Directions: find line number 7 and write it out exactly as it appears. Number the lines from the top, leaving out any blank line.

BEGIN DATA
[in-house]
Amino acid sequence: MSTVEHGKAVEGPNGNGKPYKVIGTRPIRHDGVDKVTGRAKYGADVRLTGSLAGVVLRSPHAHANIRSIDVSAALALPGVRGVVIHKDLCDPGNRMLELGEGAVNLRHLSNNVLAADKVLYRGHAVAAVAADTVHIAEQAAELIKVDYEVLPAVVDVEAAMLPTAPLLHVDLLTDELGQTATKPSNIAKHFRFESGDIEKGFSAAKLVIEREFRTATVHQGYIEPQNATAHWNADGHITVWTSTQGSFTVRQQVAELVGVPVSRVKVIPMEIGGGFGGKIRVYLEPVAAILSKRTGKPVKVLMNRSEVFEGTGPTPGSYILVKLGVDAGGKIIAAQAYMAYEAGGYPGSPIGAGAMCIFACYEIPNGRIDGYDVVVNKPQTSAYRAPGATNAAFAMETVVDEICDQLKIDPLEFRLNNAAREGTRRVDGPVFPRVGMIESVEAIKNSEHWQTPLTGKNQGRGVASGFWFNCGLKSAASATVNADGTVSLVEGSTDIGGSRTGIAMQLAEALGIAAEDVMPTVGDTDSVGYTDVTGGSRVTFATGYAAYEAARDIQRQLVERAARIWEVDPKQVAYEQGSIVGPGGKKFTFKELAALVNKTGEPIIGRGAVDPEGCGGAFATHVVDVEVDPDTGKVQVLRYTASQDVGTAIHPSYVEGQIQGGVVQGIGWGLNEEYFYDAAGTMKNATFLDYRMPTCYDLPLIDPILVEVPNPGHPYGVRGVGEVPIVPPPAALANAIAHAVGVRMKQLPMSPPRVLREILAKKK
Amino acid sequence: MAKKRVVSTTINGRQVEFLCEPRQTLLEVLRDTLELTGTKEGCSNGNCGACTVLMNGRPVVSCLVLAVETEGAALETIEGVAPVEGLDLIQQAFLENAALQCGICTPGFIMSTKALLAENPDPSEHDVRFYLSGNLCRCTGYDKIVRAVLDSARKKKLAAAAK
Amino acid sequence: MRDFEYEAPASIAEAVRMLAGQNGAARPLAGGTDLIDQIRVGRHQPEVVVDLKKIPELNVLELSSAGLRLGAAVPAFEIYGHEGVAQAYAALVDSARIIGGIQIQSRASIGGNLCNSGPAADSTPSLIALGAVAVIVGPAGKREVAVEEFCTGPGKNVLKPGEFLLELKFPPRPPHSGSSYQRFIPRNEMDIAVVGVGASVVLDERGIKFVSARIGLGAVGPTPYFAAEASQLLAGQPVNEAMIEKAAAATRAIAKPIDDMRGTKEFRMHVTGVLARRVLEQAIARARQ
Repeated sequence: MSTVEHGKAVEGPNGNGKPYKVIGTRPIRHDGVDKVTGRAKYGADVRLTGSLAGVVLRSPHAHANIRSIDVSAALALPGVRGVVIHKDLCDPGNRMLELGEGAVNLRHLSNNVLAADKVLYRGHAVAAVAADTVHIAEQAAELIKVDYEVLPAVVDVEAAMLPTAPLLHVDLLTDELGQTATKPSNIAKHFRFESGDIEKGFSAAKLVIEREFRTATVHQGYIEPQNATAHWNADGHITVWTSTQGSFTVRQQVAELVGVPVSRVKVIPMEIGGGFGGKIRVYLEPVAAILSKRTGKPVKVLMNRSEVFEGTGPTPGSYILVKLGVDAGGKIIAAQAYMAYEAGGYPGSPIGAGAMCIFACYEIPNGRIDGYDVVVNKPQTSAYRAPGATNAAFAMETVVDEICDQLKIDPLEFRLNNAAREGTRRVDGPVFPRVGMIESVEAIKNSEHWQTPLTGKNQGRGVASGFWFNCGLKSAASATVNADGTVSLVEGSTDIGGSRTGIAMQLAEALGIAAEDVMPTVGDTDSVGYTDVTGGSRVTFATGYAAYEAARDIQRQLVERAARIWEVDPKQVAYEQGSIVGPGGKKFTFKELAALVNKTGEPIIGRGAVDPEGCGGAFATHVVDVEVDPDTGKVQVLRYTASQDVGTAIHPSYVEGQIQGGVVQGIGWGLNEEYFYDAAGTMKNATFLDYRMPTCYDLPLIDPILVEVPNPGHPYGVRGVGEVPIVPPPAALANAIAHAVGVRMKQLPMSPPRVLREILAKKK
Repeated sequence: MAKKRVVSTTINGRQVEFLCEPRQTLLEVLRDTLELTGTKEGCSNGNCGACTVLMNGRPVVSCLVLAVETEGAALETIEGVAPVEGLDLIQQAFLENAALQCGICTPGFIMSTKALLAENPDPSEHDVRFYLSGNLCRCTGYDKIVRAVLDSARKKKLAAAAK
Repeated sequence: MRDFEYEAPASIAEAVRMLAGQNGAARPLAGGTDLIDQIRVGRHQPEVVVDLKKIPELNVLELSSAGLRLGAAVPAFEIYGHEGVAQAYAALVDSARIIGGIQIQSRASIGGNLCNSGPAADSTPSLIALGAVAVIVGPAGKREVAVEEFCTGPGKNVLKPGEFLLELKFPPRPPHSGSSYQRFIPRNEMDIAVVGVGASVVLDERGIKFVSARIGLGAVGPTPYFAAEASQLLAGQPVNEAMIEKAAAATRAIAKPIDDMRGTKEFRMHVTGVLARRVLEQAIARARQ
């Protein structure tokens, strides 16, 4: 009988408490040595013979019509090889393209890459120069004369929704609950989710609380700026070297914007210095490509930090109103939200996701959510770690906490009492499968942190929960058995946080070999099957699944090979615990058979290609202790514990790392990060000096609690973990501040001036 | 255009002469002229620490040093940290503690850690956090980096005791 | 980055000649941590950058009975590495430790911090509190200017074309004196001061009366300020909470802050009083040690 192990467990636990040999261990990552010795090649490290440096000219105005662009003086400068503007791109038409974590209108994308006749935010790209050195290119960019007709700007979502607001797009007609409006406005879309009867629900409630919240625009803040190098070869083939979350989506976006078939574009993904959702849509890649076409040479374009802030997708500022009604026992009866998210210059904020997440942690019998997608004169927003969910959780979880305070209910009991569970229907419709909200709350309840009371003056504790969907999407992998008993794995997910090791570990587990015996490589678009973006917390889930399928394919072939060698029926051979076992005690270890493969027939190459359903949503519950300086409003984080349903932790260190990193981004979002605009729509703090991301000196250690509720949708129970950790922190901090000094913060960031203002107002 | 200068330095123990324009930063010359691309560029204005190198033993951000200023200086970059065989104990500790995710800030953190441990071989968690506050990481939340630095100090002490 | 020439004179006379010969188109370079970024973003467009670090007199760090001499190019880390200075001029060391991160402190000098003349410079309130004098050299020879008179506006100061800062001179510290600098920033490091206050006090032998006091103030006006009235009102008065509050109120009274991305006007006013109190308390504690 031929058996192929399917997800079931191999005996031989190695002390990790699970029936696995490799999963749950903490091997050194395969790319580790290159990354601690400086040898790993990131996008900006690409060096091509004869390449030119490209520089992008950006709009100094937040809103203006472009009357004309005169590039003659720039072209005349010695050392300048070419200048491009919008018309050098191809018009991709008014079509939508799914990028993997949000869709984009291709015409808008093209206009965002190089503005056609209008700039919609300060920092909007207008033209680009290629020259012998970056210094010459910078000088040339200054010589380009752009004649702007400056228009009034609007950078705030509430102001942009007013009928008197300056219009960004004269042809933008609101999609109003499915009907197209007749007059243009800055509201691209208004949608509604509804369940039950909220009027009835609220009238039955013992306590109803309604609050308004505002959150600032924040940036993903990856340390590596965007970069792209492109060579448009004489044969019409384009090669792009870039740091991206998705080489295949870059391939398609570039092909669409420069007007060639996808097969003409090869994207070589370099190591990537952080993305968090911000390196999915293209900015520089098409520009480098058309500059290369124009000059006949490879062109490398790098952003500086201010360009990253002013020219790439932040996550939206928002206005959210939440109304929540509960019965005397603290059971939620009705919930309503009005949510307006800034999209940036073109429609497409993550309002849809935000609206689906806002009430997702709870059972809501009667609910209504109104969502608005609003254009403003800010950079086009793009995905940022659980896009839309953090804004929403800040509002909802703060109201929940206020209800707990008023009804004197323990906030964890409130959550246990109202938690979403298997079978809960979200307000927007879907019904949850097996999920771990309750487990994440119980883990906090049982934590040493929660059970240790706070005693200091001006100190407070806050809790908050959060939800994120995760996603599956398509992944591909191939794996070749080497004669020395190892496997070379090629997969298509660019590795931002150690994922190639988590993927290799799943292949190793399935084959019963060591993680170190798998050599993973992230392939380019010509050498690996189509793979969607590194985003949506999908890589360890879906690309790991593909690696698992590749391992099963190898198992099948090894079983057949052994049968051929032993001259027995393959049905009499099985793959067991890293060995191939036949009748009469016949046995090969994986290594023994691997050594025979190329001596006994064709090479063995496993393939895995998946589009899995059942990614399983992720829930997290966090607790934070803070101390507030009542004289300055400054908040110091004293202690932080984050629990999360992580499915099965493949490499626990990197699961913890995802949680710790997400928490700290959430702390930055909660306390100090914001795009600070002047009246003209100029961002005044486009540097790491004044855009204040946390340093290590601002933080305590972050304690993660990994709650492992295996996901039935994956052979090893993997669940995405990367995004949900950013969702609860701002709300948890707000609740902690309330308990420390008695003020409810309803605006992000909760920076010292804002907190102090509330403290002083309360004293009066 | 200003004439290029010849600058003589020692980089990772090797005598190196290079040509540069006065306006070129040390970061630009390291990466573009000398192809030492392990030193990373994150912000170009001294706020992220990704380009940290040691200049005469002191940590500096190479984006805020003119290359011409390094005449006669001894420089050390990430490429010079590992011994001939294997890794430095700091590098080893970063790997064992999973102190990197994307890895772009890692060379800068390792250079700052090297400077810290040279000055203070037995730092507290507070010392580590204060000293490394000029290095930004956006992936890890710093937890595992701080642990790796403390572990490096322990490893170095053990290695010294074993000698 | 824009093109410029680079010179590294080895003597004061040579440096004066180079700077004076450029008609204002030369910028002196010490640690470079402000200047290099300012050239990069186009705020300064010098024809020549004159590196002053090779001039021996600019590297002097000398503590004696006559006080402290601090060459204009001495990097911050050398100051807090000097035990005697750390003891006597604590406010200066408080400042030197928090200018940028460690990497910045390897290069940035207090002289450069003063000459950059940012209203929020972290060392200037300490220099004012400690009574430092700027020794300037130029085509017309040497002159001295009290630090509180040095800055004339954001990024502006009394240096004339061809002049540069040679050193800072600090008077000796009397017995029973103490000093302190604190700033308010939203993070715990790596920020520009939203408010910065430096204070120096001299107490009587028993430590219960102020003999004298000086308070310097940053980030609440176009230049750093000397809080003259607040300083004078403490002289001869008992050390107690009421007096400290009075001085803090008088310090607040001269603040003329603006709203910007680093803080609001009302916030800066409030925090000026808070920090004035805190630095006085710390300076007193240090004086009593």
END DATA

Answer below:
Repeated sequence: MRDFEYEAPASIAEAVRMLAGQNGAARPLAGGTDLIDQIRVGRHQPEVVVDLKKIPELNVLELSSAGLRLGAAVPAFEIYGHEGVAQAYAALVDSARIIGGIQIQSRASIGGNLCNSGPAADSTPSLIALGAVAVIVGPAGKREVAVEEFCTGPGKNVLKPGEFLLELKFPPRPPHSGSSYQRFIPRNEMDIAVVGVGASVVLDERGIKFVSARIGLGAVGPTPYFAAEASQLLAGQPVNEAMIEKAAAATRAIAKPIDDMRGTKEFRMHVTGVLARRVLEQAIARARQ